- How did you feel today?
- How was your relationship with Christ?
- Were you kind to [my wife]?
- Did you do anything for any other relationship?
- How productive were you in general?
- How organized were you?
## 4. Overview, how was your day? Any lasting thoughts for future you?
## 5. Lastly, any tasks, plans, ideas, tools, etc. come to mind?
## ***Have a great night! You earned it!***
This template is organized from most important (and usually first in the day) to least important. This is crucial, because I typically don’t complete the whole thing, certainly not every day. That’s okay. I go as far as the elephant wants to go, perhaps with a reasonable amount of prodding.
First thing in the morning, I do a few things to center myself on the things that matter. I try to frame the day during my prayer and meditation. I ask God to help me work. My body also needs some attention to give me what I need during the day, so I stretch and have a protein shake.
Before I begin working, I review two important concepts: rules and goals. Rules are the guiding principles of my life and work that I want to remind myself of. These are easily forgotten truths that require reminding and will (hopefully) inform my thought, word, and deed throughout the day. These are what keep the elephant walking.
Goals are things that I want to do, usually by a certain date. The examples are abbreviated for privacy reasons, but I try not to overdo it in general. These are where the elephant is going.
As they day progresses, I begin to reflect on what has happened. I take notes. I review the things I have done. The questions and tasks provide a guideline to facilitate that if I feel like it.
I do something similar at the end of every week, month, quarter, and year. My elephant needs to regularly hear that I care about him, and, in return, he trusts me when I tell him what is important.
If I miss one, I don’t stress. It’s okay. Keep moving and do it tomorrow.
It is easy to over-think notes. They have traditionally been a black hole of my time and energy trying to build a better system ad infinitum. So, I decided to keep it as simple as possible.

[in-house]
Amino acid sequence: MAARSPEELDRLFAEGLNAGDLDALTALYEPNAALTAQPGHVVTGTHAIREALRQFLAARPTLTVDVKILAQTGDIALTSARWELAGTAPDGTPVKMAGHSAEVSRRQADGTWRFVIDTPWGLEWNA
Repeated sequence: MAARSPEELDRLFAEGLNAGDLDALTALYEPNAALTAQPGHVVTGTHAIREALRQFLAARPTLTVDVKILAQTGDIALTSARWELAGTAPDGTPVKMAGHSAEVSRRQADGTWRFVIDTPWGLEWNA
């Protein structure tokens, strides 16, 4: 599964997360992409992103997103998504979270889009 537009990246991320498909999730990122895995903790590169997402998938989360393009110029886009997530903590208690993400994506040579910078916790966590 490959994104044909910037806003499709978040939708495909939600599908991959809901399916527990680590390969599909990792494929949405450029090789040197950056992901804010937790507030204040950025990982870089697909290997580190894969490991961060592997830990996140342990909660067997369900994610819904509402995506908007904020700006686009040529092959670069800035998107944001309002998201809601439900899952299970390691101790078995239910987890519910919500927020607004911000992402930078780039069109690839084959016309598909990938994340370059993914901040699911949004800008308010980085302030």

My notes are written in Markdown and have a single h1 at the top. That’s it. I can add more if the thought requires it, but frequently don’t.
I divide notes into two categories, those that are tied to a project and those that are not.
Notes that are tied to a project go into a folder named after that project in /projects.
Notes that are not tied to a project go into that day’s folder.
That’s it. It has been freeing not to rely on some advanced system I will eventually drop because it’s too much work.
What about search, tags, categories, mind maps, knowledge maps, embeds, etc.??
You don’t need them. I rely on the search in VSCode and have never had a problem finding something I wanted to remember. I intentionally think about relevant words my future self may use to search and include those in the note.
So now that I have convinced my elephant to walk, what route should we take to our destination? I said earlier that I no longer focus primarily on what I do, instead focusing on how I do it. That is true, but I still require a simple list to get me through the day.
I looked at a few of the leading plain-text to-do systems and saw pros and cons in each. In the end, I developed my own, heavily inspired by xit.
Each day has a tasks.md. At the end of the day, I copy that tasks.md into the next day’s folder, while marking tasks complete or obsolete. In the morning, I check the priorities still make sense and get going.
# Current Tasks
[ ] Finish blog post on Elephant
[ ] ! Complete work project and email boss about it
[ ] Book Play Tickets -> 5-10-2023
[ ] Buy gift for brother
[@] Get the flight sim setup #personal
[ ] ! File taxes before deadline #chores -> 03-18-2023
[ ] ! Audit all accounts in Bitwarden
- [ ] Delete unnecessary accounts
- [ ] Change email and personal info in necessary ones
[ ] !! Reach out to accountant for status
[ ] Do laundry -> every tues
[ ] Check the air filter #chores -> 1st of every 3rd month (last done on 02/01/23)
[ ] Submit my expense report -> 1st workday of each month
[@] Reach back out to contractor
[ ] !! Learn German
[X] ! Freeze credit
[ ] This is an open item
[ ] ! This is an important task
[ ] !! This is a less important but still important task
[x] This is a checked item
[@] This is an ongoing item
[~] This is an obsolete item
[?] This is an item in question
[ ] This shall be done by -> 2023-08-31
My to-do list is carefully designed not to spook the elephant. Most tasks do not have a due date. I avoid them unless they are necessary. The potential stress of them usually outweighs their benefit, especially for me. Most tasks do not need to be done before a specific date if you get to them in a timely manner.
You will not find a “today” section. Before, I would always end up with 20+ tasks due “today,” no matter what I tried. Instead, I focus on now. Now might change throughout the day, depending on how much I accomplish, or it may stay the same for a few days over a weekend or as I work on a big project. So I only have “now” and “next” for tasks that have to be done soon. Otherwise, they go into the “dated” or “undated” sections. I use those to backflll things as I complete them.